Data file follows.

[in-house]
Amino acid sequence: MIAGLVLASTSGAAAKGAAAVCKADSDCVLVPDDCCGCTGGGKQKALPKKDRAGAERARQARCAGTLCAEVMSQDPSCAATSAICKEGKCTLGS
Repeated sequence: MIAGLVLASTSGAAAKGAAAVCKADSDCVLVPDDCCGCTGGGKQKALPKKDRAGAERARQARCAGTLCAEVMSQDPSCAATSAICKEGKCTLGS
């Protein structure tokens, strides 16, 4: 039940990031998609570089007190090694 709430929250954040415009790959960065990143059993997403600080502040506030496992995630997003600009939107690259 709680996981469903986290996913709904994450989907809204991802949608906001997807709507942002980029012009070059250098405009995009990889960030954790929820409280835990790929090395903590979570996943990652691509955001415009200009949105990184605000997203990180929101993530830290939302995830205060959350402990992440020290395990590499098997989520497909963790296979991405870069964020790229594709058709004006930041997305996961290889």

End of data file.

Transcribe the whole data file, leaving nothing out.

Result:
[in-house]
Amino acid sequence: MIAGLVLASTSGAAAKGAAAVCKADSDCVLVPDDCCGCTGGGKQKALPKKDRAGAERARQARCAGTLCAEVMSQDPSCAATSAICKEGKCTLGS
Repeated sequence: MIAGLVLASTSGAAAKGAAAVCKADSDCVLVPDDCCGCTGGGKQKALPKKDRAGAERARQARCAGTLCAEVMSQDPSCAATSAICKEGKCTLGS
């Protein structure tokens, strides 16, 4: 039940990031998609570089007190090694 709430929250954040415009790959960065990143059993997403600080502040506030496992995630997003600009939107690259 709680996981469903986290996913709904994450989907809204991802949608906001997807709507942002980029012009070059250098405009995009990889960030954790929820409280835990790929090395903590979570996943990652691509955001415009200009949105990184605000997203990180929101993530830290939302995830205060959350402990992440020290395990590499098997989520497909963790296979991405870069964020790229594709058709004006930041997305996961290889």